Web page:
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15 of 18 people found the following review helpful
5.0 out of 5 stars An engaging surprise
Several of the reviewers have suggested that this is a work of psychology rather than military history. As a psychologist I found this book fascinating. Ms Bourke inevitably leaves herself open to criticism for challenging established male myths of glory in battle; so deep-seated are these cultural fantasies that her work risks being rejected on an emotional, rather than...
Published on 22 Jun. 2005 by Dr. P. J. A. Wicks

36 of 38 people found the following review helpful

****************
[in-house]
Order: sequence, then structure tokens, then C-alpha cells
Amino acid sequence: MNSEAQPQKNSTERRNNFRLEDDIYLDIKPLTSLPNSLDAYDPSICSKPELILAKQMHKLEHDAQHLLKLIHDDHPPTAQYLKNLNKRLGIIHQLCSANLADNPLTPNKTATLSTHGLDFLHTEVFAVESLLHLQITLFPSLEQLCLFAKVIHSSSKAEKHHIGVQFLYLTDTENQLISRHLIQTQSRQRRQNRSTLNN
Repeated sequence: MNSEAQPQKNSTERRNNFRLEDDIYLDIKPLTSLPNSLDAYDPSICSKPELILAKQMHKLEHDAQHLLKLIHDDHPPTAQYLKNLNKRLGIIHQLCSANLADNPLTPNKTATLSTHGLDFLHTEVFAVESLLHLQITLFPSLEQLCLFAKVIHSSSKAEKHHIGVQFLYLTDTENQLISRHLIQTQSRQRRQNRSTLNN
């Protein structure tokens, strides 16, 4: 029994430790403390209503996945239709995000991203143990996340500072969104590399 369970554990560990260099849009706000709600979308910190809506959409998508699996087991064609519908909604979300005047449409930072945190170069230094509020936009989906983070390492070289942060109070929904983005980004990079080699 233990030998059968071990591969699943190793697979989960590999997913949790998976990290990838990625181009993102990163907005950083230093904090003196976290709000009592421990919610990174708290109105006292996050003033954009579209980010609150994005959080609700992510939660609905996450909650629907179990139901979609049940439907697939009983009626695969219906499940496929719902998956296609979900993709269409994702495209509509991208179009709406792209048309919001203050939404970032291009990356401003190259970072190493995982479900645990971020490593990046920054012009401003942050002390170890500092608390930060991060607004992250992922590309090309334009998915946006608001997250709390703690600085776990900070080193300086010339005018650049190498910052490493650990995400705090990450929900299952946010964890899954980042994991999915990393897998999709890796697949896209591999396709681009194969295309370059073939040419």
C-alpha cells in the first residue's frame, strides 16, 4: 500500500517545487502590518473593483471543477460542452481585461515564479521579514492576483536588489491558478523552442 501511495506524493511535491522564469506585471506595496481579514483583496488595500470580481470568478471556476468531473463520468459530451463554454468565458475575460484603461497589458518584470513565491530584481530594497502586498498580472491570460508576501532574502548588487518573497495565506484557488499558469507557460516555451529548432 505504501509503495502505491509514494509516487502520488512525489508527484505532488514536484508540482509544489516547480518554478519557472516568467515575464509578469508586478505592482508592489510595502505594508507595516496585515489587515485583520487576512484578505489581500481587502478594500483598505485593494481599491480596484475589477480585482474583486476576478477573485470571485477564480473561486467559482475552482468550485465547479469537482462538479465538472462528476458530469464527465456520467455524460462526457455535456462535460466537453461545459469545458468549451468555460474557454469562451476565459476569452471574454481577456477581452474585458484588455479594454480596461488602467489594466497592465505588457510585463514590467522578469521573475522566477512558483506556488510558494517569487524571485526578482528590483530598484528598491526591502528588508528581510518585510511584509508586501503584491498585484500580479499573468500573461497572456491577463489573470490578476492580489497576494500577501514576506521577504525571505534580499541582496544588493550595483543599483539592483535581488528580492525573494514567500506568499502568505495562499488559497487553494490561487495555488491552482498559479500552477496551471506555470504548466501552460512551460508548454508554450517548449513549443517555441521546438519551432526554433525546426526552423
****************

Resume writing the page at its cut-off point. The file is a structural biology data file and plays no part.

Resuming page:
2.0 out of 5 stars Superficial at best
Professor Joanna Bourke's lengthy tome is a mix of overt and covert manifestoes. She states her case quite openly on her first page: it is to put killing back at the centre of histories of warfare. She has a fair point. Histories of the two World Wars and Vietnam War have tended to be military histories, dealing with grand strategies, politics, generals, broad fronts...
Published on 29 Mar. 2003 by L. C. Jones

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An Intimate History of Killing: Face-to-face Killing in Twentieth-century Warfare
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